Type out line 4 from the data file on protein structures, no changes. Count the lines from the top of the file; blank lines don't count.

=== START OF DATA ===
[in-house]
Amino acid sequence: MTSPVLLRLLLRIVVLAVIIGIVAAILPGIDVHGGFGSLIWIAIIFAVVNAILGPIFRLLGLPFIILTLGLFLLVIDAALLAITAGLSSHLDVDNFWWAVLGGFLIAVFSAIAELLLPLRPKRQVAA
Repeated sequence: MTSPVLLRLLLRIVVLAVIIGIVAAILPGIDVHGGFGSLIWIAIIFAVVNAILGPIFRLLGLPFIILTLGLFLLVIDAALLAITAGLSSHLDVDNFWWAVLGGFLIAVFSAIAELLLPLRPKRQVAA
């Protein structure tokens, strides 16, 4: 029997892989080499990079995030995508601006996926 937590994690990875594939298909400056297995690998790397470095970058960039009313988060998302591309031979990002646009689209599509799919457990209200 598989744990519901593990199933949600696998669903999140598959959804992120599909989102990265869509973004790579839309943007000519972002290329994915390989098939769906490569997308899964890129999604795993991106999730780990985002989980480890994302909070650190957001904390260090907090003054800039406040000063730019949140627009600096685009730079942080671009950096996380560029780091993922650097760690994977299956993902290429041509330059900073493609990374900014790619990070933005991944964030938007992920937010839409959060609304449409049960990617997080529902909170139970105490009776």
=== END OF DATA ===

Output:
């Protein structure tokens, strides 16, 4: 029997892989080499990079995030995508601006996926 937590994690990875594939298909400056297995690998790397470095970058960039009313988060998302591309031979990002646009689209599509799919457990209200 598989744990519901593990199933949600696998669903999140598959959804992120599909989102990265869509973004790579839309943007000519972002290329994915390989098939769906490569997308899964890129999604795993991106999730780990985002989980480890994302909070650190957001904390260090907090003054800039406040000063730019949140627009600096685009730079942080671009950096996380560029780091993922650097760690994977299956993902290429041509330059900073493609990374900014790619990070933005991944964030938007992920937010839409959060609304449409049960990617997080529902909170139970105490009776």